"Dear Little "
In the capitals of the Great Powers, Dutch diplomats school themselves to smile instead of wincing at the question which hostesses all ask sooner or later: "And how is dear little Holland?"* Proud were Dutchmen last week when dear little Holland completed with her own money, her own materials, her own engineers and labor, the largest canal lock in the world, larger than Germany's on the Kiel Canal, larger even than the stupendous U. S. locks on the Panama Canal. Seven million dollars was the cost. The work has taken ten years, forms the last gigantic link in a ship canal connecting Amsterdam with the North Sea and thereby the Atlantic. Extremely farsighted, the Dutch builders have made a lock through which ships of 100,000 tons could passthough the largest ship in the world today is of less than 60,000 tons, and the Statendam, newest and largest Dutch ship, is but a 29,000 tonner.
Ymuiden, on the North Sea, is the small site of the biggest lock. Thither rode two portly women last week from The Hague: motherly Queen Wilhelmina and womanly Crown Princess Juliana, who at 21 has the placid tastes and pious, frugal habits of a Dutch matron.
As Their Majesties alighted a sea of brightly scrubbed faces beamed, broad lips opened wide and powerful lungs roared that grand old Dutch cheer, not "Long live the Queen," but "Hold the sea! HOLD THE SEA!!"
With matronly determination Queen Wilhelmina grasped a handle attached to a long wire, gave a resolute tug. At the other end of the wire the gate mechanism tripped. Slowly open swung two doors of steel taller than the biggest Dutch wind mill. Tooo! Tooo! Tooo! screamed the whistle of a new Dutch liner, the Johan Van Barnevelt (18,000 tons) as she steamed into lock. Doors closed. Sluices opened. In twelve minutes the enormous volume of 3,000,000 cu. ft. of sea water poured into lock. Gates at the far end opened. Out to the North Sea on her maiden voyage steamed the Johan Van Barnevelt, with Royalty aboard.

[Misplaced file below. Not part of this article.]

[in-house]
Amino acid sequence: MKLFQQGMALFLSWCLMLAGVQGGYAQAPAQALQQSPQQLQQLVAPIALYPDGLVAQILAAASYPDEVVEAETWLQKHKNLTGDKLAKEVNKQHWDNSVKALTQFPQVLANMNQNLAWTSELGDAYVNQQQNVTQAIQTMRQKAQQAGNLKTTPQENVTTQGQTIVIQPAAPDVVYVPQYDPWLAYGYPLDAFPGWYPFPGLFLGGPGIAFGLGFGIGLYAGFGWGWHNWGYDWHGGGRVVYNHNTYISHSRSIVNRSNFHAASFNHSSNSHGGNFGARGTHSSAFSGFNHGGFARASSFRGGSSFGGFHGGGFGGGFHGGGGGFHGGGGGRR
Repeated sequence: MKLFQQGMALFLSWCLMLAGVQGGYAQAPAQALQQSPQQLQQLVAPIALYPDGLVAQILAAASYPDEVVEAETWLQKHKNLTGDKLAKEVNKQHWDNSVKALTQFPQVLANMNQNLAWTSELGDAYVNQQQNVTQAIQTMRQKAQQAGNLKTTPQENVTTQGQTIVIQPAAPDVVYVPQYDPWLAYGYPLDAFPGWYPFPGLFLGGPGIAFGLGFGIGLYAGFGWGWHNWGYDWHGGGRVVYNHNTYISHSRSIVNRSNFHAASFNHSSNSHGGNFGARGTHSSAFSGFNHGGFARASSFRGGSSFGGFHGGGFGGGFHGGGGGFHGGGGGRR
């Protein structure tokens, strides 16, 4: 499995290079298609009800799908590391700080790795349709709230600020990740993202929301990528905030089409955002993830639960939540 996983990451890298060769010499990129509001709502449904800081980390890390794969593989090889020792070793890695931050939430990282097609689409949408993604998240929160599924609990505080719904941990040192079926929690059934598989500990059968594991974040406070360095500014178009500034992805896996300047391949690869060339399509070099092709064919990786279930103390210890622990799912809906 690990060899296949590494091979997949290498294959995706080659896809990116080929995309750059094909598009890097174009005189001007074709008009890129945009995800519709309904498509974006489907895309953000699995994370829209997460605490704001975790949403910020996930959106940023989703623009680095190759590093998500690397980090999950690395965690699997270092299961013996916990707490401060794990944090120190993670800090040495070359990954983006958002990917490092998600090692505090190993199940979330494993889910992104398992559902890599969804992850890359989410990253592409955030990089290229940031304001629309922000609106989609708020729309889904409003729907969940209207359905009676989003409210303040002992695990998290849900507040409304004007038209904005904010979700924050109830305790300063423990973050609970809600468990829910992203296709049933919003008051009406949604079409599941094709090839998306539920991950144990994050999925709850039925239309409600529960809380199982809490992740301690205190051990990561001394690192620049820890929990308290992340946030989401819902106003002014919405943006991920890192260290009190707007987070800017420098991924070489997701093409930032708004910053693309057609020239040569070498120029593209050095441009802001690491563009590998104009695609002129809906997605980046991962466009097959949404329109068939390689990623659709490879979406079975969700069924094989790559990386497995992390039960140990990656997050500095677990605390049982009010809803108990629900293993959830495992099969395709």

* Dr. S. de Graaff, onetime Dutch Minister to the U. S., never got over wincing at "dear little." Addressing the International Law Association at Manhattan in 1924 he said with visible emotion: ". . . While I appreciate the sympathy, I take exception to the diminutive, and most strongly object to the 'dear.' At least as far as international law is concerned, I think that my country deserves a better name than 'dear little Holland.' " The area of the Netherlands is 13,208 sq. mi. (about three times the size of Connecticut). Its population: 7,625,938. The Dutch Kingdom in the East Indies is 733,642 sq. mi. (about one-fourth the size of the U. S.) in extent and has a population of 49,534,618.